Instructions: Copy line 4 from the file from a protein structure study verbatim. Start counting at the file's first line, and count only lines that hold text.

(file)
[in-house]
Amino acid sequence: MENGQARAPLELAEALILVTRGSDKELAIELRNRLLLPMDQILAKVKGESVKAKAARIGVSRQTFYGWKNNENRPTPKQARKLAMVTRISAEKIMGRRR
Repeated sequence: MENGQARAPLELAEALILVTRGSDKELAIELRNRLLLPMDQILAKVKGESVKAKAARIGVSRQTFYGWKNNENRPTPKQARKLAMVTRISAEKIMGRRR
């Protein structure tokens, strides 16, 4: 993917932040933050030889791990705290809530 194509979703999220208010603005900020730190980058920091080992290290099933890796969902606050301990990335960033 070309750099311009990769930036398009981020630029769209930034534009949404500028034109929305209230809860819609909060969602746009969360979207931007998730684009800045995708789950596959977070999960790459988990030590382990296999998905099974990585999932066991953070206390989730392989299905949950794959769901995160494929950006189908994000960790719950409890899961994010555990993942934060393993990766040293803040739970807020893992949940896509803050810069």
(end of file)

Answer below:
């Protein structure tokens, strides 16, 4: 993917932040933050030889791990705290809530 194509979703999220208010603005900020730190980058920091080992290290099933890796969902606050301990990335960033 070309750099311009990769930036398009981020630029769209930034534009949404500028034109929305209230809860819609909060969602746009969360979207931007998730684009800045995708789950596959977070999960790459988990030590382990296999998905099974990585999932066991953070206390989730392989299905949950794959769901995160494929950006189908994000960790719950409890899961994010555990993942934060393993990766040293803040739970807020893992949940896509803050810069």